“These results have shown that the discharge has not had any ecologically significant impacts to the Fraser River and water quality is being protected,” said David Karn in an emailed response to questions.

The discharge is needed to ensure water does not build up on site and the tailings dam does not have to be raised to store more water, Karn said.

Discharge of Mine Waste into Environment Not Correct Solution

The mine accumulates six million cubic metres of water every year, mainly from rainfall, snowmelt and groundwater, and that goes into the tailings pond along with mine water treated with lime.

Lloyd said direct discharge into the Fraser is an easy solution, but it is not the correct one for the health of the watershed.

The society wants surrounding natural wetlands to be used to treat wastewater through biological and ecological processes, instead of water from the mine being piped or ditched to the tailings storage pond and treated with chemicals.

“The cumulative effects of this practice will remain unknown for some time and it is a problem that will be inherited by our grandchildren and the taxpayer,” Lloyd wrote, adding that a fresh approach is needed with decisions based on science rather than political expediency.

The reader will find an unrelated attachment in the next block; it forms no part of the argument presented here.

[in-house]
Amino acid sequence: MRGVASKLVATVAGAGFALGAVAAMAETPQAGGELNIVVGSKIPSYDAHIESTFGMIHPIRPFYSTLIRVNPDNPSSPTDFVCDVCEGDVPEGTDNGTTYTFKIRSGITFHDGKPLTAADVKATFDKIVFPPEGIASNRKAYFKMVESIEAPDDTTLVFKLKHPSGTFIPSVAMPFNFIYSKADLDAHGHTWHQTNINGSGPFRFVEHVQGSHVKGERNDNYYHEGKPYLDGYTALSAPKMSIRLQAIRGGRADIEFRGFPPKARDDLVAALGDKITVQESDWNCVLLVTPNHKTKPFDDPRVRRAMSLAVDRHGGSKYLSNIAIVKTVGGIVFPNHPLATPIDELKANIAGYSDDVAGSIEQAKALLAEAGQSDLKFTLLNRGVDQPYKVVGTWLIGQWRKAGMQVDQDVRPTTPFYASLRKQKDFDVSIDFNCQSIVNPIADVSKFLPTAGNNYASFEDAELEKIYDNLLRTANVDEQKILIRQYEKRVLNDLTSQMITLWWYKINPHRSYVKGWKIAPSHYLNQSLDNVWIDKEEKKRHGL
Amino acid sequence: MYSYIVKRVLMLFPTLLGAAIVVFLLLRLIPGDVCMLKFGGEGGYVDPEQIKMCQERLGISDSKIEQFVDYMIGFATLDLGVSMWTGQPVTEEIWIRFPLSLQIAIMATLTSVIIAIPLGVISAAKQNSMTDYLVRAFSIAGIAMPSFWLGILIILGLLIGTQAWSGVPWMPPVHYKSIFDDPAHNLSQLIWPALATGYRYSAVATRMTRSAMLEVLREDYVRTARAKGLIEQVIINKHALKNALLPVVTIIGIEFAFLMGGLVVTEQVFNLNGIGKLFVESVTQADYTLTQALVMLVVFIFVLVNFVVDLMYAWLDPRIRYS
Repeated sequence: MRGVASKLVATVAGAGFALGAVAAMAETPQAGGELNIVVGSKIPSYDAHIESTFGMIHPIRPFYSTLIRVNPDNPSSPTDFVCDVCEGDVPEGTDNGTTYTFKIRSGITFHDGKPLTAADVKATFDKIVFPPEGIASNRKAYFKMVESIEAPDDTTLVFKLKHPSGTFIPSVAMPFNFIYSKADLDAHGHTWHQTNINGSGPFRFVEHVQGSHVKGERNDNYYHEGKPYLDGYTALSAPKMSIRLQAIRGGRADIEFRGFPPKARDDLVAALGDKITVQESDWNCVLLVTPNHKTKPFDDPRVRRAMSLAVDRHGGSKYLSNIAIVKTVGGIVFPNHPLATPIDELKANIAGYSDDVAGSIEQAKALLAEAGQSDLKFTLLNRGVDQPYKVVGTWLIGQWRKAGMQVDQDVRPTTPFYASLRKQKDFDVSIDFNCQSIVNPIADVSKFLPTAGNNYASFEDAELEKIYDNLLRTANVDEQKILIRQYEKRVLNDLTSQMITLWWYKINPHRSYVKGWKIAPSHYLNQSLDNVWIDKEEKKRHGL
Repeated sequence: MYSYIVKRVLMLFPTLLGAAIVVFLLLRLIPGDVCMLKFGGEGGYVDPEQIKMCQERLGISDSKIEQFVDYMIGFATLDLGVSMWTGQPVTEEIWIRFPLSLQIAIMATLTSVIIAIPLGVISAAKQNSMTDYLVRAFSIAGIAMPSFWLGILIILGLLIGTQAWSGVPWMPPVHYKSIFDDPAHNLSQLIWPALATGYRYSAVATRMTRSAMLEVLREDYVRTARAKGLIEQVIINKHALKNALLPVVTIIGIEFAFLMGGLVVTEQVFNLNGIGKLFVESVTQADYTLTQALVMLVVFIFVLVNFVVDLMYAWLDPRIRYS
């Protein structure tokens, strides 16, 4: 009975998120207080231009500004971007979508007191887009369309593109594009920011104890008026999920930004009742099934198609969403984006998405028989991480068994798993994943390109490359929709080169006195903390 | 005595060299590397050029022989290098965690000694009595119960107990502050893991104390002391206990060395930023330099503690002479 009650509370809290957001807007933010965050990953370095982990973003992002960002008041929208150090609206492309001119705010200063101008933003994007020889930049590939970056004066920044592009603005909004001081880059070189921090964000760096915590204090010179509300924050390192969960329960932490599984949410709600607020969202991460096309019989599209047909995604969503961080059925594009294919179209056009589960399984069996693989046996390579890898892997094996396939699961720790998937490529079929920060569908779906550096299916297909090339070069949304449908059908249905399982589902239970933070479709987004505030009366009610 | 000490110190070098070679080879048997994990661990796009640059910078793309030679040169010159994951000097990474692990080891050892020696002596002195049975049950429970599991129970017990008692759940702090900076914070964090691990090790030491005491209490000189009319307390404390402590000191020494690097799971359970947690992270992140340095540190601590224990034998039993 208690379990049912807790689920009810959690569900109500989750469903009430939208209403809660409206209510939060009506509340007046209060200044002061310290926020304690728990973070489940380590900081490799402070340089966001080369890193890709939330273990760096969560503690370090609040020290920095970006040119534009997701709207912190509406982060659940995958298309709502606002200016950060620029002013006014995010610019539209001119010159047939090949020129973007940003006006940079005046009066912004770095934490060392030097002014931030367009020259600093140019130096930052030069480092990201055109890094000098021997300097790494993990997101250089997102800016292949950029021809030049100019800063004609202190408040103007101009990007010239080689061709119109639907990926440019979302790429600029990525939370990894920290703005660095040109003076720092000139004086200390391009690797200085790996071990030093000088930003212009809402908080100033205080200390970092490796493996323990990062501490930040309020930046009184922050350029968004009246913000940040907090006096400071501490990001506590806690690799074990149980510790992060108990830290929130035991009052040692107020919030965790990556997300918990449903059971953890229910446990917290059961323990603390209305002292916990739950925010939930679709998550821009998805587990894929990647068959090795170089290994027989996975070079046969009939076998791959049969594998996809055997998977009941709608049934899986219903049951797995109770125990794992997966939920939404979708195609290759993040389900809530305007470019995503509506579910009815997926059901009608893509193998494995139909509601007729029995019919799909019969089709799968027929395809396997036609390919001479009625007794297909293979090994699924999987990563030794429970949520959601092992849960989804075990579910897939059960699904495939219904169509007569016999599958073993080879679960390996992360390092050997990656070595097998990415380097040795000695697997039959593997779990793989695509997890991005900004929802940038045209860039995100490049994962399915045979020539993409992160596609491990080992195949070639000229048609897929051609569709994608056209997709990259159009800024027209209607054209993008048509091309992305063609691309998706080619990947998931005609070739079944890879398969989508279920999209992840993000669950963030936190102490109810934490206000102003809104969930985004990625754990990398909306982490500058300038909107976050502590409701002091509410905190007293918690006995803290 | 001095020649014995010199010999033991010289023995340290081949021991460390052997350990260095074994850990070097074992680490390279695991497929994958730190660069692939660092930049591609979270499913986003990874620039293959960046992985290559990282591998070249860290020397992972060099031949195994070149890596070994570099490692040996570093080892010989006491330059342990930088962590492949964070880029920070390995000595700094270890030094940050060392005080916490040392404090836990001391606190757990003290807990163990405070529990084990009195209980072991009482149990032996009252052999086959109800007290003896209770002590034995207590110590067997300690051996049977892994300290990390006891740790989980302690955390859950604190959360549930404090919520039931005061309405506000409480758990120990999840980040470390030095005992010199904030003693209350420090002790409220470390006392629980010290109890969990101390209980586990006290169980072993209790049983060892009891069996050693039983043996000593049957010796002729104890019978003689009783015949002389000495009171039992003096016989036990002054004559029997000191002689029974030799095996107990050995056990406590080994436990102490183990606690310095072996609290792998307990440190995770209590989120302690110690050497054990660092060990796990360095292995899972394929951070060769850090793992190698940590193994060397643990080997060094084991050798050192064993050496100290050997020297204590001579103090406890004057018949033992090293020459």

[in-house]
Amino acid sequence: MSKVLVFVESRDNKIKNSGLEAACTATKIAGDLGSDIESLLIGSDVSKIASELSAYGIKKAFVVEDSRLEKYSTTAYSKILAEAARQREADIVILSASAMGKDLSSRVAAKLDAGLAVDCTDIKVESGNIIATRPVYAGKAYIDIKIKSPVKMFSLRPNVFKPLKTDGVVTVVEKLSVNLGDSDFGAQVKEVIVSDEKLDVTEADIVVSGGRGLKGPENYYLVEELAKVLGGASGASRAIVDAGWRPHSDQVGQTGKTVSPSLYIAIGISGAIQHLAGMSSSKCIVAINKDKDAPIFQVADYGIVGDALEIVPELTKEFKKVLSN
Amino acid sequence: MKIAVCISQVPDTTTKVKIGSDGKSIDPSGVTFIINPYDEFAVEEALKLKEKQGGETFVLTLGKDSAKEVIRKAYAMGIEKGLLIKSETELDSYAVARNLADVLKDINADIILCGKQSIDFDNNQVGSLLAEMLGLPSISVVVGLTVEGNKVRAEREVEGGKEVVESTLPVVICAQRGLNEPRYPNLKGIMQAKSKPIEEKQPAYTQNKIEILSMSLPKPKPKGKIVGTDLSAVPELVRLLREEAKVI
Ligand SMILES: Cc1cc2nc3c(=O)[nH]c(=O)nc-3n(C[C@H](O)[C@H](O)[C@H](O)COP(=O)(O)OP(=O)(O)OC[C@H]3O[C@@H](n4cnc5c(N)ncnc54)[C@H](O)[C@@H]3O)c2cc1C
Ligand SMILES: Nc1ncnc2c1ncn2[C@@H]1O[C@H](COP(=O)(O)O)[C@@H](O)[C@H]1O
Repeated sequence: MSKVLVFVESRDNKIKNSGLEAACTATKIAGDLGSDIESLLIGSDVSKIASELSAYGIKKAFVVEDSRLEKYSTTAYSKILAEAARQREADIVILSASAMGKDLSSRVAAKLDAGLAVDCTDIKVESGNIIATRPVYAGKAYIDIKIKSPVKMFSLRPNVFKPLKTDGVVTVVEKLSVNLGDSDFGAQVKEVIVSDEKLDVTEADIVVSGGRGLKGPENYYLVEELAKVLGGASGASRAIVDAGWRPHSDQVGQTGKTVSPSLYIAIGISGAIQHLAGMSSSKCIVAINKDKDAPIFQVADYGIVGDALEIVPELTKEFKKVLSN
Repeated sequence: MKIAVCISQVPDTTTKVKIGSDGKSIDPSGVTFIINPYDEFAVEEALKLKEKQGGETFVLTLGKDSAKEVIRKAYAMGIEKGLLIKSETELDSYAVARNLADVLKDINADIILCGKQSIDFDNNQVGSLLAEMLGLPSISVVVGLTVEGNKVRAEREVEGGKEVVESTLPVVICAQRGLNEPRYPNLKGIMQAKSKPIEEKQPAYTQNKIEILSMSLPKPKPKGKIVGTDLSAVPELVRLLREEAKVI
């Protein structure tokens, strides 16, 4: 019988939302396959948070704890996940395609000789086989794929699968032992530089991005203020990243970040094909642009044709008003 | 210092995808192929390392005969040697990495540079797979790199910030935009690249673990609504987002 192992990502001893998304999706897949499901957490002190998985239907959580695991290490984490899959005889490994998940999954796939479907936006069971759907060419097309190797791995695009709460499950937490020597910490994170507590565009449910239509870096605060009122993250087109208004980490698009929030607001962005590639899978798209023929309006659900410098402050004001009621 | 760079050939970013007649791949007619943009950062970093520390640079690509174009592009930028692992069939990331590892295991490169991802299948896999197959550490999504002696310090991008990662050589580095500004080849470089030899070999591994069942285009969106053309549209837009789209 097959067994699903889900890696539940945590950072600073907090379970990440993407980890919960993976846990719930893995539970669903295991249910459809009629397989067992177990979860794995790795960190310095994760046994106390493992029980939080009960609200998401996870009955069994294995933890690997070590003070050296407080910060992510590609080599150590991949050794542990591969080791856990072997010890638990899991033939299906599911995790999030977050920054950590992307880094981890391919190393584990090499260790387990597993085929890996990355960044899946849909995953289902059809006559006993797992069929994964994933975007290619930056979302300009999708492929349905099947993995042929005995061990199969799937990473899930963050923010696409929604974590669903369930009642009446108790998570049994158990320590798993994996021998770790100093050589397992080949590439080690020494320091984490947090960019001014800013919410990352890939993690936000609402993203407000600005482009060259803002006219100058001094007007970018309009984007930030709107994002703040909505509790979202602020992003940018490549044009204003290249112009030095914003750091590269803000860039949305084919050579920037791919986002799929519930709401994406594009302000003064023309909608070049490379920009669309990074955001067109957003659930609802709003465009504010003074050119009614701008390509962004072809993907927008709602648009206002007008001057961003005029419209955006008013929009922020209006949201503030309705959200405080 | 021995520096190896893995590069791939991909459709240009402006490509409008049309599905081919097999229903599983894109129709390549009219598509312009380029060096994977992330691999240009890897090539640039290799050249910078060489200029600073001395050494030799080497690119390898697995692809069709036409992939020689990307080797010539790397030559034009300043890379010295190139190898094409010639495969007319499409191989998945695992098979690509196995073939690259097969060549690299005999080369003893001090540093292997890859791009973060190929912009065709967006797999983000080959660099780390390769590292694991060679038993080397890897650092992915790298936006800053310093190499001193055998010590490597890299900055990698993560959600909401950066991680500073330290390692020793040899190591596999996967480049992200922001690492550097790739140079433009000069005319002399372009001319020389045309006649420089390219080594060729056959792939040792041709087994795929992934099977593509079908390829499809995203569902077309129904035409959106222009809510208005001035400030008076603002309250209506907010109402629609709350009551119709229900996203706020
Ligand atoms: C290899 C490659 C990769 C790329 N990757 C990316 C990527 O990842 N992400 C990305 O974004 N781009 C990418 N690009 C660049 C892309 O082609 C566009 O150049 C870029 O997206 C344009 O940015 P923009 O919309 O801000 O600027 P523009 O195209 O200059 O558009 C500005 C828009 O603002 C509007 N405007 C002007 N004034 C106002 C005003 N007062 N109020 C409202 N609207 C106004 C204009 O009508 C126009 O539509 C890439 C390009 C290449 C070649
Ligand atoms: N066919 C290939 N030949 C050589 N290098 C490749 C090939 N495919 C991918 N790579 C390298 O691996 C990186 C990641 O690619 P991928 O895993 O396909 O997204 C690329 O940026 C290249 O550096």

“Huge resources are spent on the [committee] justifying a bad practice. These resources could be better directed to actually improving site water quality,” Lloyd said.

Battison said at the society’s urging, the mine did conduct a passive water treatment at a local wetland, but large water volumes made the practice difficult to scale.

“We are working with them and taking their ideas, but you can’t just take water and put it out into the environment as was suggested…It is potentially feasible for smaller volumes, such as when there is closure of the mine,” Battison said.

The fate of the discharge permit now rests in the hands of the provincial government.

Karn said recommendations from the Technical Advisory Committee, ministry staff and First Nations will likely go to the statutory decision maker sometime next year.

Image: Gibraltar Mine. Photo: Taseko via Facebook

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Like a kid in a candy store
When those boxes of heavily redacted documents start to pile in, reporters at The Narwhal waste no time in looking for kernels of news that matter the most. Just ask our Prairies reporter Drew Anderson, who gleefully scanned through freedom of information files like a kid in a candy store, leading to pretty damning revelations in Alberta. Long story short: the government wasn’t being forthright when it claimed its pause on new renewable energy projects wasn’t political. Just like that, our small team was again leading the charge on a pretty big story

In an oil-rich province like Alberta, that kind of reporting is crucial. But look at our investigative work on TC Energy’s Coastal GasLink pipeline to the west, or our Greenbelt reporting out in Ontario. They all highlight one thing: those with power over our shared natural world don’t want you to know how — or why — they call the shots. And we try to disrupt that.

Our journalism is powered by people just like you. We never take corporate ad dollars, or put this public-interest information behind a paywall. Will you join the pod of Narwhals that make a difference by helping us uncover some of the most important stories of our time?